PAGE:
The PushRegistry provides a simple mechanism to link network protocols and ports with a MIDlet suite. Let's suppose a MIDlet provides the ability to receive CBS messages with a channel id of 3333. If the MIDlet is up and running, it can receive these messages without any assistance from the Application Management Software (AMS). However, if the application is not running, the message will be missed. This can be remedied by adding a line to the application descriptor to set up a relationship between any CBS messages of ID 3333 and the MIDlet suite. The following example tells the AMS (using the PushRegistry) to invoke the MIDlet "WmaEg" whenever a CBS message comes in on that channel.

MIDlet-Push-2: cbs://:3333, WmaEg, *

The * indicates that network activity from any IP address can be accepted. Alternatively, this field could be specified to only allow traffic from a specific IP address, such as, or from a specific subnet such as 12.173.???.*. The wildcard "?" is used as a single-digit placeholder, where a digit must be supplied in place of the ? wildcard. The "*" wildcard indicates 0 or more characters for this position.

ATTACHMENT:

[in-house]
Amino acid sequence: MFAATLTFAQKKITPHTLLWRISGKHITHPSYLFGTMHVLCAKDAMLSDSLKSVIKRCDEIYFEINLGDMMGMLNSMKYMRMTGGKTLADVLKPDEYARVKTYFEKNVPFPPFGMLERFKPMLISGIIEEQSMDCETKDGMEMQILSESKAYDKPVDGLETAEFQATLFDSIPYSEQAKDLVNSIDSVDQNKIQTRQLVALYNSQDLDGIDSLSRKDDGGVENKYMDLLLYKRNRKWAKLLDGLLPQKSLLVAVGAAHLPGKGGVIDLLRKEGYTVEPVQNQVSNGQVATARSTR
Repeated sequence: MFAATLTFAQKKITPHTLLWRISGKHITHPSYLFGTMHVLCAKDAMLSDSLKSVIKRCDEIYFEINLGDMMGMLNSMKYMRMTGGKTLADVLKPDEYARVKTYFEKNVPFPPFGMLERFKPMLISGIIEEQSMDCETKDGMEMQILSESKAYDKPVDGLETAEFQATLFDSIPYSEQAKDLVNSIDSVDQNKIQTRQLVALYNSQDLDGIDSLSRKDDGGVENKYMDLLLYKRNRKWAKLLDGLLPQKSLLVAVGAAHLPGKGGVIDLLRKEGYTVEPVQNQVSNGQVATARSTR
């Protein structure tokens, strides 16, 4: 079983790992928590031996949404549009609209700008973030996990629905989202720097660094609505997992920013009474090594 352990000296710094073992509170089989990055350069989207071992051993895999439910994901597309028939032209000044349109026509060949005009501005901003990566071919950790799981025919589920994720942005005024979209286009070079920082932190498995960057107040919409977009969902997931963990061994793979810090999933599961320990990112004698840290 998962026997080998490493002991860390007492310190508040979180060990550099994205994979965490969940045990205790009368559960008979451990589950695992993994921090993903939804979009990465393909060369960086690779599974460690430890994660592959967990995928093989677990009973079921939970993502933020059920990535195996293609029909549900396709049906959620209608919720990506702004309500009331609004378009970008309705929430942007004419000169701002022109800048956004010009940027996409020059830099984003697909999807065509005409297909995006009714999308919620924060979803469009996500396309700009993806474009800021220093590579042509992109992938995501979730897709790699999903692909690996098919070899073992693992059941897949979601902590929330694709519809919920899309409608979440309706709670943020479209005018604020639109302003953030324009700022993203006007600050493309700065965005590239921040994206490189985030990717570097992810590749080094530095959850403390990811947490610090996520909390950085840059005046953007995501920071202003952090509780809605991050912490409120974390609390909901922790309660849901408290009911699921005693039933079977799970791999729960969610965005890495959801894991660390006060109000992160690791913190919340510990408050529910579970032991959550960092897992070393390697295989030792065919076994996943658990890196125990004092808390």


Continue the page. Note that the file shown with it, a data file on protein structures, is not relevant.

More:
For more details on using the PushRegistry take a look at my article "Push Your MIDlets to do a Lot More with MIDP 2.0 PushRegistry."

PushRegistry and Security
In order to successfully use the PushRegistry to receive WMA messages, permissions must be requested. These requests can be specified in the application descriptor as well.


The entry above requests permission to use the PushRegistry as well as permissions to obtain a CBS network connection and the ability to receive CBS messages. You also need to use the Wireless Toolkit to designate a user who can configure these settings (see Figure 7. This is accessed by clicking the "Settings" button and selecting the "Permissions" tab.

Figure 7. Setting Permission: Using the Wireless Toolkit to configure permission to use the PushRegistry and CBS messaging.

For more details on setting up MIDP 2.0 security check out my article "Harden Your Wireless Apps with MIDP 2.0 Protection Domains".

Receiving a Pushed CBS Message
The code required to set up a CBS listener is essentially the same as the prior SMS message listener, except that the protocol is CBS.